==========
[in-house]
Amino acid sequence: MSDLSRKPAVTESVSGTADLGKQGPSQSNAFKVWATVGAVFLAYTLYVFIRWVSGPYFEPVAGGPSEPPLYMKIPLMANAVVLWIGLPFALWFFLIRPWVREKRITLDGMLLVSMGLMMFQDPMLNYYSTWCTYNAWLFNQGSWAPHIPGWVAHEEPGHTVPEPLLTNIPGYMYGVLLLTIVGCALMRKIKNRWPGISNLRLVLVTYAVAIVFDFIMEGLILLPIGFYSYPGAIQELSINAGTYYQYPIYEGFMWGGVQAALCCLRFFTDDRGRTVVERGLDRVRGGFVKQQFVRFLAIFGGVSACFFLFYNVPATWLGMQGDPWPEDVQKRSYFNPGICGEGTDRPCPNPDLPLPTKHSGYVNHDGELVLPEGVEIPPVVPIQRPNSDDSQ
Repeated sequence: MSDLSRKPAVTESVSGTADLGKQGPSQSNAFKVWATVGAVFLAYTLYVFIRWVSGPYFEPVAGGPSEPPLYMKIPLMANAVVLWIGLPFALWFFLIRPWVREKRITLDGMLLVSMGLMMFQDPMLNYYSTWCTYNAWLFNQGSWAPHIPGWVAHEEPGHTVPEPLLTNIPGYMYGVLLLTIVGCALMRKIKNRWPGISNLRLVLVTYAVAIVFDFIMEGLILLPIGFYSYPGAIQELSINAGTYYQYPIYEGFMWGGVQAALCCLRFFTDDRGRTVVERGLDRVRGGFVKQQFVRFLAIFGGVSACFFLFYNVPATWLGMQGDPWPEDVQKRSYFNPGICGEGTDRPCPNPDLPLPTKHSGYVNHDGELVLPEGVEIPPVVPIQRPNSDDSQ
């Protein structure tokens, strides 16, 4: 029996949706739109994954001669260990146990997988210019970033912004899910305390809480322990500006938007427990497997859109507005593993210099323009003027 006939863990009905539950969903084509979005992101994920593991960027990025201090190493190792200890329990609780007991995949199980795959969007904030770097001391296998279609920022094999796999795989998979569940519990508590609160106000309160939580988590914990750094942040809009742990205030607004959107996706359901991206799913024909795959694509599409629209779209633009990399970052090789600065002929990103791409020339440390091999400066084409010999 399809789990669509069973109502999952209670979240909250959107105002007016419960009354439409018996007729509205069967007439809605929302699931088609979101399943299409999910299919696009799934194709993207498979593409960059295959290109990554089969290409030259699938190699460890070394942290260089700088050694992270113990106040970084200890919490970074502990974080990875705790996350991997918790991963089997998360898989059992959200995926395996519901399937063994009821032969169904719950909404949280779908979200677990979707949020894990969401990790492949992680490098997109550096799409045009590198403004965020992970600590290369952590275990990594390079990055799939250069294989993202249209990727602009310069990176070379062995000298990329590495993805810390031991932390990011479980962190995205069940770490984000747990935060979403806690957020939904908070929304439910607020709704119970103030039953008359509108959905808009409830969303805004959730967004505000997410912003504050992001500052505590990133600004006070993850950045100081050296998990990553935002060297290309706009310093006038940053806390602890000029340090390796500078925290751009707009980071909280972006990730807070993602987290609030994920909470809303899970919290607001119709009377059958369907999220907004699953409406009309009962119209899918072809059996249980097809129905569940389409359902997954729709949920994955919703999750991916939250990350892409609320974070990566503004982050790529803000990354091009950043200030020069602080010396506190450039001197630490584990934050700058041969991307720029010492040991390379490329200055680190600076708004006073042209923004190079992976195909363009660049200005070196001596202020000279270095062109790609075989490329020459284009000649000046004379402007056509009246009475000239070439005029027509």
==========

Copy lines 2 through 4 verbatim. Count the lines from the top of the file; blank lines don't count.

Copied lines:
Amino acid sequence: MSDLSRKPAVTESVSGTADLGKQGPSQSNAFKVWATVGAVFLAYTLYVFIRWVSGPYFEPVAGGPSEPPLYMKIPLMANAVVLWIGLPFALWFFLIRPWVREKRITLDGMLLVSMGLMMFQDPMLNYYSTWCTYNAWLFNQGSWAPHIPGWVAHEEPGHTVPEPLLTNIPGYMYGVLLLTIVGCALMRKIKNRWPGISNLRLVLVTYAVAIVFDFIMEGLILLPIGFYSYPGAIQELSINAGTYYQYPIYEGFMWGGVQAALCCLRFFTDDRGRTVVERGLDRVRGGFVKQQFVRFLAIFGGVSACFFLFYNVPATWLGMQGDPWPEDVQKRSYFNPGICGEGTDRPCPNPDLPLPTKHSGYVNHDGELVLPEGVEIPPVVPIQRPNSDDSQ
Repeated sequence: MSDLSRKPAVTESVSGTADLGKQGPSQSNAFKVWATVGAVFLAYTLYVFIRWVSGPYFEPVAGGPSEPPLYMKIPLMANAVVLWIGLPFALWFFLIRPWVREKRITLDGMLLVSMGLMMFQDPMLNYYSTWCTYNAWLFNQGSWAPHIPGWVAHEEPGHTVPEPLLTNIPGYMYGVLLLTIVGCALMRKIKNRWPGISNLRLVLVTYAVAIVFDFIMEGLILLPIGFYSYPGAIQELSINAGTYYQYPIYEGFMWGGVQAALCCLRFFTDDRGRTVVERGLDRVRGGFVKQQFVRFLAIFGGVSACFFLFYNVPATWLGMQGDPWPEDVQKRSYFNPGICGEGTDRPCPNPDLPLPTKHSGYVNHDGELVLPEGVEIPPVVPIQRPNSDDSQ
């Protein structure tokens, strides 16, 4: 029996949706739109994954001669260990146990997988210019970033912004899910305390809480322990500006938007427990497997859109507005593993210099323009003027 006939863990009905539950969903084509979005992101994920593991960027990025201090190493190792200890329990609780007991995949199980795959969007904030770097001391296998279609920022094999796999795989998979569940519990508590609160106000309160939580988590914990750094942040809009742990205030607004959107996706359901991206799913024909795959694509599409629209779209633009990399970052090789600065002929990103791409020339440390091999400066084409010999 399809789990669509069973109502999952209670979240909250959107105002007016419960009354439409018996007729509205069967007439809605929302699931088609979101399943299409999910299919696009799934194709993207498979593409960059295959290109990554089969290409030259699938190699460890070394942290260089700088050694992270113990106040970084200890919490970074502990974080990875705790996350991997918790991963089997998360898989059992959200995926395996519901399937063994009821032969169904719950909404949280779908979200677990979707949020894990969401990790492949992680490098997109550096799409045009590198403004965020992970600590290369952590275990990594390079990055799939250069294989993202249209990727602009310069990176070379062995000298990329590495993805810390031991932390990011479980962190995205069940770490984000747990935060979403806690957020939904908070929304439910607020709704119970103030039953008359509108959905808009409830969303805004959730967004505000997410912003504050992001500052505590990133600004006070993850950045100081050296998990990553935002060297290309706009310093006038940053806390602890000029340090390796500078925290751009707009980071909280972006990730807070993602987290609030994920909470809303899970919290607001119709009377059958369907999220907004699953409406009309009962119209899918072809059996249980097809129905569940389409359902997954729709949920994955919703999750991916939250990350892409609320974070990566503004982050790529803000990354091009950043200030020069602080010396506190450039001197630490584990934050700058041969991307720029010492040991390379490329200055680190600076708004006073042209923004190079992976195909363009660049200005070196001596202020000279270095062109790609075989490329020459284009000649000046004379402007056509009246009475000239070439005029027509």